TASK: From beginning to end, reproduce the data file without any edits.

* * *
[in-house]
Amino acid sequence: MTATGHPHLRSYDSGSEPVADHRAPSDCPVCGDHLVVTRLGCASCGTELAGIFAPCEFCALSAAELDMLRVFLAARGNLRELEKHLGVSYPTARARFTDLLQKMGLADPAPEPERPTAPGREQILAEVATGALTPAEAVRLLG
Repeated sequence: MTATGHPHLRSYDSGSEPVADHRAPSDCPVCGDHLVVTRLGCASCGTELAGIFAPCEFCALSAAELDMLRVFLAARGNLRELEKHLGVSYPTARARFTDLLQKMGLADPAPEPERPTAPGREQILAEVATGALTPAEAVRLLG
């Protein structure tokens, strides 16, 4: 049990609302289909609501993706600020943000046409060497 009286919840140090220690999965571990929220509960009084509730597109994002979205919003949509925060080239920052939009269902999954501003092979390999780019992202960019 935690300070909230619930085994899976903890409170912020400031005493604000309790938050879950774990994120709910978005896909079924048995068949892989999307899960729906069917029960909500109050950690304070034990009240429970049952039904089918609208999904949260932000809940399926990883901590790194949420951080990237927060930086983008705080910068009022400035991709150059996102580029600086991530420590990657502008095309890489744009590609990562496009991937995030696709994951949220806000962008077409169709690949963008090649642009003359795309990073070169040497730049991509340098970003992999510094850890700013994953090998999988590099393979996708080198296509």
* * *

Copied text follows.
[in-house]
Amino acid sequence: MTATGHPHLRSYDSGSEPVADHRAPSDCPVCGDHLVVTRLGCASCGTELAGIFAPCEFCALSAAELDMLRVFLAARGNLRELEKHLGVSYPTARARFTDLLQKMGLADPAPEPERPTAPGREQILAEVATGALTPAEAVRLLG
Repeated sequence: MTATGHPHLRSYDSGSEPVADHRAPSDCPVCGDHLVVTRLGCASCGTELAGIFAPCEFCALSAAELDMLRVFLAARGNLRELEKHLGVSYPTARARFTDLLQKMGLADPAPEPERPTAPGREQILAEVATGALTPAEAVRLLG
């Protein structure tokens, strides 16, 4: 049990609302289909609501993706600020943000046409060497 009286919840140090220690999965571990929220509960009084509730597109994002979205919003949509925060080239920052939009269902999954501003092979390999780019992202960019 935690300070909230619930085994899976903890409170912020400031005493604000309790938050879950774990994120709910978005896909079924048995068949892989999307899960729906069917029960909500109050950690304070034990009240429970049952039904089918609208999904949260932000809940399926990883901590790194949420951080990237927060930086983008705080910068009022400035991709150059996102580029600086991530420590990657502008095309890489744009590609990562496009991937995030696709994951949220806000962008077409169709690949963008090649642009003359795309990073070169040497730049991509340098970003992999510094850890700013994953090998999988590099393979996708080198296509």